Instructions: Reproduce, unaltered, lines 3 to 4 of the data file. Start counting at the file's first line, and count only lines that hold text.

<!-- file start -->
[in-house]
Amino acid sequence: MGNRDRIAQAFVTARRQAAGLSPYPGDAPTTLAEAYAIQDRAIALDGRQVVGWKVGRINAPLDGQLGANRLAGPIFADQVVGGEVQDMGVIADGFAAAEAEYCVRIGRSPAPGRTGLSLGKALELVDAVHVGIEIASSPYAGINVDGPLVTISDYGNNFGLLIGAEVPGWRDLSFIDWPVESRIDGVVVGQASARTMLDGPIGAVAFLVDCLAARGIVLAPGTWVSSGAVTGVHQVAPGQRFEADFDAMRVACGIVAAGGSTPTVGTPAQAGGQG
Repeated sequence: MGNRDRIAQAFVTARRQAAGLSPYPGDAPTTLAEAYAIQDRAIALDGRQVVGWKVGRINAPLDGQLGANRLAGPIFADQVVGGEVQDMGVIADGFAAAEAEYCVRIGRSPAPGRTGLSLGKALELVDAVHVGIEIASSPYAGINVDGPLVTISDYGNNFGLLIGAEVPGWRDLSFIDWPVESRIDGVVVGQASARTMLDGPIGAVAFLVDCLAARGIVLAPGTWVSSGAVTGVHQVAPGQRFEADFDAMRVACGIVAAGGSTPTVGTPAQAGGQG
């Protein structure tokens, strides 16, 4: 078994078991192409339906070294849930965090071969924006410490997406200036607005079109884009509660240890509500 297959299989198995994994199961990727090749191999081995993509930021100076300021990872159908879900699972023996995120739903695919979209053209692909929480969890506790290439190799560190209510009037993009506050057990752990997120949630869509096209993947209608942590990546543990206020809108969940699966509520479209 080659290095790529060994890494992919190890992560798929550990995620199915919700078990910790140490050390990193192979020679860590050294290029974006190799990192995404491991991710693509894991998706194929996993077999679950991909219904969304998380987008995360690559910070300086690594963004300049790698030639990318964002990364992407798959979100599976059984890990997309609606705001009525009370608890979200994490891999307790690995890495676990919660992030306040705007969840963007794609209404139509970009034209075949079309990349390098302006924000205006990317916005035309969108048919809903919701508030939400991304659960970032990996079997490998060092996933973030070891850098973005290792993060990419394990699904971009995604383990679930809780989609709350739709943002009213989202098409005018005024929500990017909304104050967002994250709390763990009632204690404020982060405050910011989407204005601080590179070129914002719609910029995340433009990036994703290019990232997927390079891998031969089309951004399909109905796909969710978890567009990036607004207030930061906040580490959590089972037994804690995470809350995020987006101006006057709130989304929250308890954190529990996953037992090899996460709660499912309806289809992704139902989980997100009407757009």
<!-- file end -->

Repeated sequence: MGNRDRIAQAFVTARRQAAGLSPYPGDAPTTLAEAYAIQDRAIALDGRQVVGWKVGRINAPLDGQLGANRLAGPIFADQVVGGEVQDMGVIADGFAAAEAEYCVRIGRSPAPGRTGLSLGKALELVDAVHVGIEIASSPYAGINVDGPLVTISDYGNNFGLLIGAEVPGWRDLSFIDWPVESRIDGVVVGQASARTMLDGPIGAVAFLVDCLAARGIVLAPGTWVSSGAVTGVHQVAPGQRFEADFDAMRVACGIVAAGGSTPTVGTPAQAGGQG
């Protein structure tokens, strides 16, 4: 078994078991192409339906070294849930965090071969924006410490997406200036607005079109884009509660240890509500 297959299989198995994994199961990727090749191999081995993509930021100076300021990872159908879900699972023996995120739903695919979209053209692909929480969890506790290439190799560190209510009037993009506050057990752990997120949630869509096209993947209608942590990546543990206020809108969940699966509520479209 080659290095790529060994890494992919190890992560798929550990995620199915919700078990910790140490050390990193192979020679860590050294290029974006190799990192995404491991991710693509894991998706194929996993077999679950991909219904969304998380987008995360690559910070300086690594963004300049790698030639990318964002990364992407798959979100599976059984890990997309609606705001009525009370608890979200994490891999307790690995890495676990919660992030306040705007969840963007794609209404139509970009034209075949079309990349390098302006924000205006990317916005035309969108048919809903919701508030939400991304659960970032990996079997490998060092996933973030070891850098973005290792993060990419394990699904971009995604383990679930809780989609709350739709943002009213989202098409005018005024929500990017909304104050967002994250709390763990009632204690404020982060405050910011989407204005601080590179070129914002719609910029995340433009990036994703290019990232997927390079891998031969089309951004399909109905796909969710978890567009990036607004207030930061906040580490959590089972037994804690995470809350995020987006101006006057709130989304929250308890954190529990996953037992090899996460709660499912309806289809992704139902989980997100009407757009």